Kids In Several Countries Are Being Hospitalised Due To A Rare Syndrome Tied To COVID-19

More than 80 children across the US have been hospitalised. Of which, three have died.

Cover image via ABC News & The Guardian

A rare inflammatory syndrome tied to COVID-19, the disease caused by the coronavirus, is affecting children in several countries.

The latest issue has been described as "every parent's nightmare".

While it is unclear exactly how the syndrome is tied to COVID0-19, most of the children who have been hospitalised with the syndrome have also tested positive for the coronavirus or for antibodies to it.

According to The New York Times, the symptoms of this illness appears to target the heart and coronary arteries of children infected with COVID-19 and can send them into a kind of toxic shock.

Additionally, the symptoms appear similar to those of Kawasaki disease, which is a separate disease that can cause sudden inflammation of the heart and cause coronary blockages in children.

"We were led to believe that the good news about this virus was it didn't affect children which was taken as great news, right? Now we have a new issue that we're looking at which is something we're just investigating now," Andrew Cuomo, the New York Governor, announced on Friday, 8 May.

"But while rare, we're seeing some cases where children affected with the COVID virus can become ill with symptoms similar to the Kawasaki disease or toxic shock-like syndrome.."

As of this writing, at least 85 children across the US have been hospitalised with the rare syndrome. Of which, three have died, the New York Governor said, adding that it is possibly tied to the COVID-19.

Though rare, we urge parents to be vigilant.
Andrew Cuomo

"So this is every parent's nightmare, right? That your child may actually be affected by this virus," he said.

While there isn't enough data to establish a definite connection, the deaths of three children in New York has given enough cause for alarm

Image via The Guardian

First reported in the United Kingdom in April this year, cases have since then been reported in France, Italy, and Spain among others

In an article published on 7 May in the medical journal The Lancet, a group of British doctors described observing eight children in London during a period of 10 days.

They wanted the attention of the wider paediatric community because the clinical picture represents "a new phenomenon affecting previously asymptomatic children with SARS-CoV-2 infection manifesting as a hyperinflammatory syndrome with multiorgan involvement similar to Kawasaki disease shock syndrome".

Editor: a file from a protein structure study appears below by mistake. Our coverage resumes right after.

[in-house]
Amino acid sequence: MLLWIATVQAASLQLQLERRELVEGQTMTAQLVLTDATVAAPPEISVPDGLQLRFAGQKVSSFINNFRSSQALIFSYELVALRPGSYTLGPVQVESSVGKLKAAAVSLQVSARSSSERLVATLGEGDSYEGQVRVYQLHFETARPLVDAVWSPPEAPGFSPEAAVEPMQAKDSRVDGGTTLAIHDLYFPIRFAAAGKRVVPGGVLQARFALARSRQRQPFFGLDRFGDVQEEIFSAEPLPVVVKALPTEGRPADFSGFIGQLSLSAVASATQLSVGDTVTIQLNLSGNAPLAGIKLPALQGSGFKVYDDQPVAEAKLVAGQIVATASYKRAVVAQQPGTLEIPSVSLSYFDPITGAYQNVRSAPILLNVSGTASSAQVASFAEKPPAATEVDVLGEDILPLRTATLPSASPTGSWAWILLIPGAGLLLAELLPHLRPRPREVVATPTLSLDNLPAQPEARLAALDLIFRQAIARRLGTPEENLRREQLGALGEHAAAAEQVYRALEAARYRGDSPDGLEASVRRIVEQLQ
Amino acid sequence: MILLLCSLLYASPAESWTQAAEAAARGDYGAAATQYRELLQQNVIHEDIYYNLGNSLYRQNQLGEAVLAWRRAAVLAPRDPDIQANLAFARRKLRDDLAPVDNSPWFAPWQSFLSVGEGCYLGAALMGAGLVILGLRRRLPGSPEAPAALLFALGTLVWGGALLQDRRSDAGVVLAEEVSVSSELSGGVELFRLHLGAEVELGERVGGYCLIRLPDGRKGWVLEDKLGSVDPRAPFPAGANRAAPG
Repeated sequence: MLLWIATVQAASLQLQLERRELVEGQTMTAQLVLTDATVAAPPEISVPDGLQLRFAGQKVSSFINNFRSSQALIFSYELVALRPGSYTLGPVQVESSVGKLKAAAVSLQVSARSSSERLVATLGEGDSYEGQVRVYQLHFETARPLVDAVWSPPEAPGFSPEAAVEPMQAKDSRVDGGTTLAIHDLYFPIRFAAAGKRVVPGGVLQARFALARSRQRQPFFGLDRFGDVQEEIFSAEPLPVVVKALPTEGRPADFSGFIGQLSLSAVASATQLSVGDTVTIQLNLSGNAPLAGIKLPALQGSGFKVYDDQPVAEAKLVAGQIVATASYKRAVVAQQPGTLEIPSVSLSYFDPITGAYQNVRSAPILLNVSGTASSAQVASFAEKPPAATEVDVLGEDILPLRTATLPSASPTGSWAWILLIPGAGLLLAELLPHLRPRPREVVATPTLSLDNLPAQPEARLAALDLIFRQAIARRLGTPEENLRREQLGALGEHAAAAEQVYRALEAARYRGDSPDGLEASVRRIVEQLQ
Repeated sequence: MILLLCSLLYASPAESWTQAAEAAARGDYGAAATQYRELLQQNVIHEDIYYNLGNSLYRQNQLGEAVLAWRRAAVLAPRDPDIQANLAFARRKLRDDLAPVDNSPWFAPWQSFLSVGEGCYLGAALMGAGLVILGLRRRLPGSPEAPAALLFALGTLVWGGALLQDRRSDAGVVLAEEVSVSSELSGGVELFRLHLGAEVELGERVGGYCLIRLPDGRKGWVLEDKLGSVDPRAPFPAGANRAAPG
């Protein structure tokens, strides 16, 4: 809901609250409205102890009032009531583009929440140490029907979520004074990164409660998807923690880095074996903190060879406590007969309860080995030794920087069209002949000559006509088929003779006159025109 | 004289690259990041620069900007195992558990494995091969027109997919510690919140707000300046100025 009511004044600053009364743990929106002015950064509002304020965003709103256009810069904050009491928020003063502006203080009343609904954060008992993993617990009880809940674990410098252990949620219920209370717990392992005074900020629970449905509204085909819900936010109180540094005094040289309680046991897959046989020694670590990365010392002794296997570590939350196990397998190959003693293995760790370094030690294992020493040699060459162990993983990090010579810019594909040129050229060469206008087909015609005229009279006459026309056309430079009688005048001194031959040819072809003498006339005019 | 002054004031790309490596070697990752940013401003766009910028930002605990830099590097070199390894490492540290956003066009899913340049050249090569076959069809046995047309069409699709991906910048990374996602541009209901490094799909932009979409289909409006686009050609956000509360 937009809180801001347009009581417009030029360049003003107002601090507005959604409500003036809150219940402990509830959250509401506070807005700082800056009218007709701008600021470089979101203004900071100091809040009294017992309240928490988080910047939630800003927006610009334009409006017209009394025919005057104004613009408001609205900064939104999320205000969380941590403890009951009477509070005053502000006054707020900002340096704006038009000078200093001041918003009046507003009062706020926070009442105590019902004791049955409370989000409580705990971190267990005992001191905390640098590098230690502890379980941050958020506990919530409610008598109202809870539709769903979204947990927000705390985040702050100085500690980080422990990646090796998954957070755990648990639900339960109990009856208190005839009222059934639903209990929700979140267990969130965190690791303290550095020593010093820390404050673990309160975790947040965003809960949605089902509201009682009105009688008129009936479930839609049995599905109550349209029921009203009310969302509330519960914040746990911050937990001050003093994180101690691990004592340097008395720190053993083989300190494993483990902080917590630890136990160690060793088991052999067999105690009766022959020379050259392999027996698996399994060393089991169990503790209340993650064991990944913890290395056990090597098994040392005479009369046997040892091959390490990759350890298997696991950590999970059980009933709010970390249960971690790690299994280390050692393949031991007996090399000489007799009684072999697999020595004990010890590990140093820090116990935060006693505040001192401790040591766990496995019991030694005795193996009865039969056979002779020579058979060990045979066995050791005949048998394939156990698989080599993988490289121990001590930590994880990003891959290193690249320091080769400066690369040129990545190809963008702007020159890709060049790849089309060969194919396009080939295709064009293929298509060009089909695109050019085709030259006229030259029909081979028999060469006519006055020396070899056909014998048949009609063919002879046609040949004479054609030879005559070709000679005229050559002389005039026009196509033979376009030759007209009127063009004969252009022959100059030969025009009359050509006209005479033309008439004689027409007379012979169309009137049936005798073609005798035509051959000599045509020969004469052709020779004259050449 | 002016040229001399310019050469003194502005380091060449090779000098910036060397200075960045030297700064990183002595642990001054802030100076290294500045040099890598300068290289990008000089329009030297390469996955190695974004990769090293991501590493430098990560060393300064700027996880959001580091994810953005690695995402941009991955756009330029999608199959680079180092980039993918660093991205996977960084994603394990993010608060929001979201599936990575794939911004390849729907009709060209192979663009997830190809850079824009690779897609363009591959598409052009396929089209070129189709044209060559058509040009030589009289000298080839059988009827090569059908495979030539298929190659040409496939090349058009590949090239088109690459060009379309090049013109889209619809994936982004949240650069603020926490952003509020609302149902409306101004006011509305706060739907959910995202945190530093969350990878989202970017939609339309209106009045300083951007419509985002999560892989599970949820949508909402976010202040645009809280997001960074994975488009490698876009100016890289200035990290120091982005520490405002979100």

What is important to reiterate here is that while there has been no official link between the illness and COVID-19, most of the children who are being hospitalised are testing positive for the coronavirus

The emergence of this latest data has led doctors to believe that young children, who were previously thought to less affected by the coronavirus, could be at a risk or even be affected by COVID-19.

While the number of children showing signs of the syndrome is still small — which may be due to the lack of solid data on the exact number of cases — the issue has been described as "the tip of the iceberg".

It has also prompted doctors to speed up the process to determine how the coronavirus impacts children.

In fact, the New York Department of Health has issued an advisory about this rare syndrome, calling it "Pediatric Multi-System Inflammatory Syndrome Associated with COVID-19 in Children".

The advisory informs about the condition, as well as to provide guidance for testing and reporting.

"Hospitals must immediately report cases of pediatric multi-system inflammatory syndrome potentially associated with COVID-19 in patients who are under 21 years of age," the advisory asked.

Additionally, health care providers are also asked to "perform a diagnostic and serological test to detect the presence of SARS-COV-2" or corresponding antibodies in the patient.

Fever, rash, swelling of the hands and feet, and irritation/redness of the whites of the eyes are some of the symptoms associated with the syndrome that can affect young patients up to 21 years old

"Inflammatory markers may be elevated, and fever and abdominal symptoms may be prominent. Rash also may be present. Myocarditis and other cardiovascular changes may be seen. Additionally, some patients have developed cardiogenic or vasogenic shock and required intensive care. This inflammatory syndrome may occur days to weeks after acute COVID-19 illness," the advisory notes.

In some cases, doctors have described children "screaming from stomach pain".

Image via ABC News

Previously, doctors in New York warned that COVID-19 patients in their 30s and 40s who are not severely ill may develop sudden strokes:

Similarly, doctors around the world have been observing different patterns in patients infected by the coronavirus:

Meanwhile, 16 migrant workers in India, fatigued after kilometres of walking on foot, who had fallen asleep on railway tracks were mowed down by an empty freight train in the early hours of Friday:

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